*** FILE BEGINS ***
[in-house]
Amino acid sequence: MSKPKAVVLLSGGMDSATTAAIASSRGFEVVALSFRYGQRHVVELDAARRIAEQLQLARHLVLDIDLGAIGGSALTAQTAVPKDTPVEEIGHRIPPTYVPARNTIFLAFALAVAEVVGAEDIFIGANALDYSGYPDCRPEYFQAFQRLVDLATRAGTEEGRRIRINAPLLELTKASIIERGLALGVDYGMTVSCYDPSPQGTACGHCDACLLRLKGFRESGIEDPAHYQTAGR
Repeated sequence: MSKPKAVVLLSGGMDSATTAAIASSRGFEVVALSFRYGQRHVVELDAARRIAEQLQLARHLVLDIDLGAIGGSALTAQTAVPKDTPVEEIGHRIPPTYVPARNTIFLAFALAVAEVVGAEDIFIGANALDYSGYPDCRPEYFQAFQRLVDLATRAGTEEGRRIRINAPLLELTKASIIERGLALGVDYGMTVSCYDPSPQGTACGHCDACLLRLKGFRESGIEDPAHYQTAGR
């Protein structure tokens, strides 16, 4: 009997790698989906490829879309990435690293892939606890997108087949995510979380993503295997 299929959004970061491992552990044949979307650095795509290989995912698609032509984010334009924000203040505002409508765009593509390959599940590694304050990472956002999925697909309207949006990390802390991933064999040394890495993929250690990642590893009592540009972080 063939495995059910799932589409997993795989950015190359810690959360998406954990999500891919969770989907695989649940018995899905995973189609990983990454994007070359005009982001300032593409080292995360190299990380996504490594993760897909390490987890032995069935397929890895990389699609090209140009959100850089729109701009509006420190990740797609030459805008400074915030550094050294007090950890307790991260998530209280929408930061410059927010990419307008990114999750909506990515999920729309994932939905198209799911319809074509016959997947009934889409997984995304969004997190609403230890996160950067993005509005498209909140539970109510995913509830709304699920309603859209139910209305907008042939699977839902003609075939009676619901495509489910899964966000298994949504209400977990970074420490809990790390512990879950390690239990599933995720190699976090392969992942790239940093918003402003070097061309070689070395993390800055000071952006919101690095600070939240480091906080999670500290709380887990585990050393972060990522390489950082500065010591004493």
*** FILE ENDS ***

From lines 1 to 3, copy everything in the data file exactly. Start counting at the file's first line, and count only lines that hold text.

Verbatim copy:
[in-house]
Amino acid sequence: MSKPKAVVLLSGGMDSATTAAIASSRGFEVVALSFRYGQRHVVELDAARRIAEQLQLARHLVLDIDLGAIGGSALTAQTAVPKDTPVEEIGHRIPPTYVPARNTIFLAFALAVAEVVGAEDIFIGANALDYSGYPDCRPEYFQAFQRLVDLATRAGTEEGRRIRINAPLLELTKASIIERGLALGVDYGMTVSCYDPSPQGTACGHCDACLLRLKGFRESGIEDPAHYQTAGR
Repeated sequence: MSKPKAVVLLSGGMDSATTAAIASSRGFEVVALSFRYGQRHVVELDAARRIAEQLQLARHLVLDIDLGAIGGSALTAQTAVPKDTPVEEIGHRIPPTYVPARNTIFLAFALAVAEVVGAEDIFIGANALDYSGYPDCRPEYFQAFQRLVDLATRAGTEEGRRIRINAPLLELTKASIIERGLALGVDYGMTVSCYDPSPQGTACGHCDACLLRLKGFRESGIEDPAHYQTAGR